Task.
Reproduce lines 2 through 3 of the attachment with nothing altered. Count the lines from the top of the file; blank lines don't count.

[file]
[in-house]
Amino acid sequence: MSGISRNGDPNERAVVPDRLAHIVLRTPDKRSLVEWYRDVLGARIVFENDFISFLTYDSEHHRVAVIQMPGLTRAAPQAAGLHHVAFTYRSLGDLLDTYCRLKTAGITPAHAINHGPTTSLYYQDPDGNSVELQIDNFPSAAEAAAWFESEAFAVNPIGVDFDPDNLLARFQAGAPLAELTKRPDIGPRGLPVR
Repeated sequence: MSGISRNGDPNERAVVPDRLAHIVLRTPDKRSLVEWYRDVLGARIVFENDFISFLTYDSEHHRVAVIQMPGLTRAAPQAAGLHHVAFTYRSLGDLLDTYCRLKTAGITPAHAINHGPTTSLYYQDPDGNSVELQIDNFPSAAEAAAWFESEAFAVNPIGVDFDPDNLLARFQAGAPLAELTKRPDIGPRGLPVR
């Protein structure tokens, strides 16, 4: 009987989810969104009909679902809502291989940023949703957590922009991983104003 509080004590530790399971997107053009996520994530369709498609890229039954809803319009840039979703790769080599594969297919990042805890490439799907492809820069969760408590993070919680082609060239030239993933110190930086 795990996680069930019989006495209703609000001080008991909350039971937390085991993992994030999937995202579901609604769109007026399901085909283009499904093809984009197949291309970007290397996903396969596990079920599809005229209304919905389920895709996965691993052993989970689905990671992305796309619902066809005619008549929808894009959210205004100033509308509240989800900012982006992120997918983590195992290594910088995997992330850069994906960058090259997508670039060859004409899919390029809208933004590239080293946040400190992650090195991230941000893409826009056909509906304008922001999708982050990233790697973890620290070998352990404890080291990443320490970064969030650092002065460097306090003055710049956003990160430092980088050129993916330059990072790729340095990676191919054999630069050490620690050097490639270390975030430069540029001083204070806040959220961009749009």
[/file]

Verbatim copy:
Amino acid sequence: MSGISRNGDPNERAVVPDRLAHIVLRTPDKRSLVEWYRDVLGARIVFENDFISFLTYDSEHHRVAVIQMPGLTRAAPQAAGLHHVAFTYRSLGDLLDTYCRLKTAGITPAHAINHGPTTSLYYQDPDGNSVELQIDNFPSAAEAAAWFESEAFAVNPIGVDFDPDNLLARFQAGAPLAELTKRPDIGPRGLPVR
Repeated sequence: MSGISRNGDPNERAVVPDRLAHIVLRTPDKRSLVEWYRDVLGARIVFENDFISFLTYDSEHHRVAVIQMPGLTRAAPQAAGLHHVAFTYRSLGDLLDTYCRLKTAGITPAHAINHGPTTSLYYQDPDGNSVELQIDNFPSAAEAAAWFESEAFAVNPIGVDFDPDNLLARFQAGAPLAELTKRPDIGPRGLPVR